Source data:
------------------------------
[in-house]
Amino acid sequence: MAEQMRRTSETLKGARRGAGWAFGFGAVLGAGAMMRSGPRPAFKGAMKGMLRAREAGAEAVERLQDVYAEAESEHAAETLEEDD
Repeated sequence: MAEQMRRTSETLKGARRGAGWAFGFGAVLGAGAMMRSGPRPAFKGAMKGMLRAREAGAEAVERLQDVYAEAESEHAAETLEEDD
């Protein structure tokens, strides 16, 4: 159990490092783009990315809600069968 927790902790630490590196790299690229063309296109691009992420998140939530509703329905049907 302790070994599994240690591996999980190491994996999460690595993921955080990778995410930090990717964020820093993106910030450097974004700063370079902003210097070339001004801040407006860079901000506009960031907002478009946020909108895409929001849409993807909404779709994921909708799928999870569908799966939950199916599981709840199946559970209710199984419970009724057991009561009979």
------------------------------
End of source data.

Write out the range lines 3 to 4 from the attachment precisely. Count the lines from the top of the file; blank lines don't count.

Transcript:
Repeated sequence: MAEQMRRTSETLKGARRGAGWAFGFGAVLGAGAMMRSGPRPAFKGAMKGMLRAREAGAEAVERLQDVYAEAESEHAAETLEEDD
């Protein structure tokens, strides 16, 4: 159990490092783009990315809600069968 927790902790630490590196790299690229063309296109691009992420998140939530509703329905049907 302790070994599994240690591996999980190491994996999460690595993921955080990778995410930090990717964020820093993106910030450097974004700063370079902003210097070339001004801040407006860079901000506009960031907002478009946020909108895409929001849409993807909404779709994921909708799928999870569908799966939950199916599981709840199946559970209710199984419970009724057991009561009979």